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Kendall is a census-designated place in Miami-Dade County, Florida, United States. As of the 2010 census, the area had a total population of 75,371.
While the US Census Bureau has defined the boundaries of Kendall, many locals have their own definitions. Some believe the communities of West Kendall, Glenvar Heights, Sunset, Olympia Heights, Westwood Lakes and Tamiami to all be sub-communities of Kendall, Miami while some people also believe the neighborhood of The Falls to be a separate entity.
Kendall is served by the Miami Metrorail at Dadeland North and Dadeland South stations in its northeastern end. Both stations provide metro service from Dadeland to nearby commercial centers like the City of Coral Gables, Downtown Miami, and Miami International Airport. Dadeland South station is a major transit depot in the area, connecting the southernmost cities of Homestead and Florida City to Metrorail via limited-stop bus rapid transit along the South Miami-Dade Busway.
West Kendall is served by the Miami market for local radio and television. Kendall has its own newspaper, The Kendall Gazette, which is published twice monthly and is part of Miami Community Newspapers.
Much of what is now Kendall was purchased from the State of Florida in 1883 by the Florida Land and Mortgage Company. It was named for Henry John Broughton Kendall, a director of Florida Land and Mortgage who moved to the area in the 1900s to manage the company's land. As the land was not open to homesteading, development was slow well into the 20th century. A post office opened in 1914, and the first school opened in 1929. After the end of the land boom in 1926, some residents left. Two Seminole camps were in the Kendall area, and Seminoles continued to live there into the 1940s.
In August 1992, Kendall and the surrounding South Dade area were severely damaged by Hurricane Andrew. Many of the homes and businesses in the area were destroyed. In the subsequent years, the area was slowly rebuilt.
Kendall is located at 25°40′0″N 80°21′24″W (25.666781, −80.356533).
According to the United States Census Bureau, the Kendall region has an approximate total area of 16.3 sq mi (42.3 km2); 16.1 sq mi (41.8 km2) of it is land and 0.23 sq mi (0.6 km2) of it (1.35%) is water.
Climate in Kendall is naturally similar to the remainder of Miami-Dade County, although its location and elevation inland along the Miami Rock Ridge does make it slightly cooler at night during the winter and slightly warmer during the day in the summer.
As of 2010, there were 31,899 households, and 8.7% were vacant. As of 2000, 33.4% households had children under the age of 18 living with them, 51.0% were married couples living together, 13.8% had a female householder with no husband present, and 31.0% were non-families. 24.4% of all households were made up of individuals and 7.3% had someone living alone who was 65 years of age or older. The average household size was 2.61 and the average family size was 3.14.
In 2000, the region's population was spread out with 23.3% under the age of 18, 8.6% from 18 to 24, 31.8% from 25 to 44, 24.9% from 45 to 64, and 11.5% who were 65 years of age or older. The median age was 37 years. For every 100 females there were 88.5 males. For every 100 females age 18 and over, there were 83.4 males.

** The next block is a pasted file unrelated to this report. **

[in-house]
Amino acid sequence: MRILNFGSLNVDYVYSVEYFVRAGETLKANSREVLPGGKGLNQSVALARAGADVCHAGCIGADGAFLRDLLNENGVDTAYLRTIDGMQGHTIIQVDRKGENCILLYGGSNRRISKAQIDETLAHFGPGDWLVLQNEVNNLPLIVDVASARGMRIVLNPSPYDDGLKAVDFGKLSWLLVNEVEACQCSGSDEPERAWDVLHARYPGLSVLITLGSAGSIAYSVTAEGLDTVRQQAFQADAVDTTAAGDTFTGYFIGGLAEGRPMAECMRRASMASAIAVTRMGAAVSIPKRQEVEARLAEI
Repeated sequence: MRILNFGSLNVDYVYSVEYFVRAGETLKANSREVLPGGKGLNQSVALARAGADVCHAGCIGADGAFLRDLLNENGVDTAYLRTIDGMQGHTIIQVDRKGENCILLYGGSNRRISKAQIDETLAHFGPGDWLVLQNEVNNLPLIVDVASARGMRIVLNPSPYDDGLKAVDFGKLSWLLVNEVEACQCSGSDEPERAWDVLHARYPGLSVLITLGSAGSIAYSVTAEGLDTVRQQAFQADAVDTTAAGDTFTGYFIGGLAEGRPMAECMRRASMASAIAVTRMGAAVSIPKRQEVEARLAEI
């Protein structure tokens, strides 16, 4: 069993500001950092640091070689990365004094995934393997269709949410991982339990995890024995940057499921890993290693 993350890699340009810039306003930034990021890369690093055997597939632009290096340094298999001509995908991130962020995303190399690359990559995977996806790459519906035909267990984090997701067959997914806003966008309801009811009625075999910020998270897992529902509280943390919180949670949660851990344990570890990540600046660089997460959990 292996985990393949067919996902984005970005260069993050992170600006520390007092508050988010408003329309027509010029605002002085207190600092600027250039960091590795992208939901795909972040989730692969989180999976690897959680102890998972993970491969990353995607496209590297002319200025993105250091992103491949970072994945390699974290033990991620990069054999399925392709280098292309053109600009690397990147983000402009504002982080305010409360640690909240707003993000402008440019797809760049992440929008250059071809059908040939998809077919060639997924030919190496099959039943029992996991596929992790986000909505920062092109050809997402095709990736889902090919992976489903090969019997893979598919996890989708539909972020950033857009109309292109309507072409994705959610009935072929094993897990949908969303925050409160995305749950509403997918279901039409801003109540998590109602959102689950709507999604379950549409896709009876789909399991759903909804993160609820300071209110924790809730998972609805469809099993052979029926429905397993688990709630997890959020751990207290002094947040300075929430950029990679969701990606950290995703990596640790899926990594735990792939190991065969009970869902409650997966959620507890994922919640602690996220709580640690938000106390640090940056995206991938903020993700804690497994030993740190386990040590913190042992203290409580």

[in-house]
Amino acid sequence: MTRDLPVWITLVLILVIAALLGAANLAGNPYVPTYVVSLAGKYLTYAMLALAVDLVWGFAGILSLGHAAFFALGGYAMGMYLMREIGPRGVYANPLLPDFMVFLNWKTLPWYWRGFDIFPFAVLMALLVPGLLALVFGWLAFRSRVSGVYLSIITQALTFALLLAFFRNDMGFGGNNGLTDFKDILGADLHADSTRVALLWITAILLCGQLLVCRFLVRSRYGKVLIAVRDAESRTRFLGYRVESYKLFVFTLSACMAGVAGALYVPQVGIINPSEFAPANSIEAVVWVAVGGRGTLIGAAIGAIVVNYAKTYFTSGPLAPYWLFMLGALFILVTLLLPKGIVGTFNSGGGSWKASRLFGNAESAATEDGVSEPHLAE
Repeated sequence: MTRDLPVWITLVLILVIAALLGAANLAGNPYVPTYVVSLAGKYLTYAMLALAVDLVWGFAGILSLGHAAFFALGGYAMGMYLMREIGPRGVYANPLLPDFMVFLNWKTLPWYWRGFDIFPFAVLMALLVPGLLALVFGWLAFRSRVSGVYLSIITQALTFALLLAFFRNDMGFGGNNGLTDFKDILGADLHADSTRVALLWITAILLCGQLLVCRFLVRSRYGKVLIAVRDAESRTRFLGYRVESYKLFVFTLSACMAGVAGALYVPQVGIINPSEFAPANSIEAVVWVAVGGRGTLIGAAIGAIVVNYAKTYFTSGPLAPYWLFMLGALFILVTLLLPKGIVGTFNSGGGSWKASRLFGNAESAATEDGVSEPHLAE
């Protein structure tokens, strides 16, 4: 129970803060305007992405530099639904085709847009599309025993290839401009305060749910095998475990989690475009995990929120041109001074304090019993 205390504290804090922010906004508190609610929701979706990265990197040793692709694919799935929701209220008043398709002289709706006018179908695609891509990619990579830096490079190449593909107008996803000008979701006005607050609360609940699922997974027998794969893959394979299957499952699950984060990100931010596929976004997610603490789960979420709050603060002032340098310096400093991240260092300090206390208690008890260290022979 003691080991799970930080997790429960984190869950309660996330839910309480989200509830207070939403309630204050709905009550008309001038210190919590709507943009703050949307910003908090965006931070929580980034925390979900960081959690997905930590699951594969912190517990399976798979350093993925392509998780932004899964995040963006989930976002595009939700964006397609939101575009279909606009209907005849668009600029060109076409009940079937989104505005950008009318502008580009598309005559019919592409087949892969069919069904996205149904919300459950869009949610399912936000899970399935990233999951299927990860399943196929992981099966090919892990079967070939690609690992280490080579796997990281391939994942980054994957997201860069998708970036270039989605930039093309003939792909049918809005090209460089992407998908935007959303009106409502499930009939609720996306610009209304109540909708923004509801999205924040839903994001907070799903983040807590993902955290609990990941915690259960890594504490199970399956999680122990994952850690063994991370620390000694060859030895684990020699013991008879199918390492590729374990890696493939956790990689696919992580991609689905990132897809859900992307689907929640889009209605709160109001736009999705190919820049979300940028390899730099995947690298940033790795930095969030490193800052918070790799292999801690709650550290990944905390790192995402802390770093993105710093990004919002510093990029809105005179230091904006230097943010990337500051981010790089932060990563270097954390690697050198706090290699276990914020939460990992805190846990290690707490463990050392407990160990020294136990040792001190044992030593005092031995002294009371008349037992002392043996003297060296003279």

In 2000, the median income for a household in the area was $51,330, and the median income for a family was $61,241. Males had a median income of $42,875 versus $31,416 for females. The per capita income for the area was $27,914. About 5.7% of families and 8.6% of the population were below the poverty line, including 8.0% of those under age 18 and 10.9% of those age 65 or over.
As of 2000, speakers of Spanish as a first language accounted for 52.46% of all residents, while English speakers comprised 40.38%, Portuguese was 1.49%, French at 1.12%, and French Creole made up 0.95% of the population.
As of 2000, Kendall had the twenty-first highest percentage of Cuban residents in the US, with 21.31% of the populace. It had the twenty-fifth highest percentage of Colombian residents in the US, at 4.56% of the population, and the sixteenth highest percentage of Nicaraguan residents in the US, at 2.48% of its population. It also had the twenty-fifth most Peruvians in the US, at 2.01% (tied with Carteret, New Jersey,) while it had the tenth highest percentage of Venezuelan residents in the US, at 1.47% of the population. As a result of the city's large French community, the French American School of Miami is located in Kendall. Kendall is also the home of Sofigi.
Kendall is served by Metrobus throughout the area, and by the Metrorail at:
Pollo Tropical has its headquarters in Dadeland, Kendall. The headquarters moved to Dadeland in 1994.
Kendall is home to Dadeland Mall, an upscale indoor shopping mall in East Kendall with the following anchor stores: Macy's, Nordstrom, Saks Fifth Avenue, and JCPenney. And in South Kendall, Directly south of Dadeland Mall, on US-1 is The Falls an open-air shopping mall with anchor stores: Macy's, Bloomingdales as well as a Regal Cinema.
Prior to its dissolution Air Florida was headquartered in the Dade Towers in what is now the Kendall CDP.
The Miami-Dade Police Department operates the Kendall District Station in the CDP.
The first public school in Kendall was Kendall School, now renamed Kenwood K-8 Center. Kenwood is the site of the Kenwoods Hammock, a native forest planting which has become a world-renowned stop for bird watchers.
Miami-Dade County Public Schools serves Kendall.
Miami Killian High School is in the CDP. In addition Miami Palmetto High School in Pinecrest serves a portion of the CDP.
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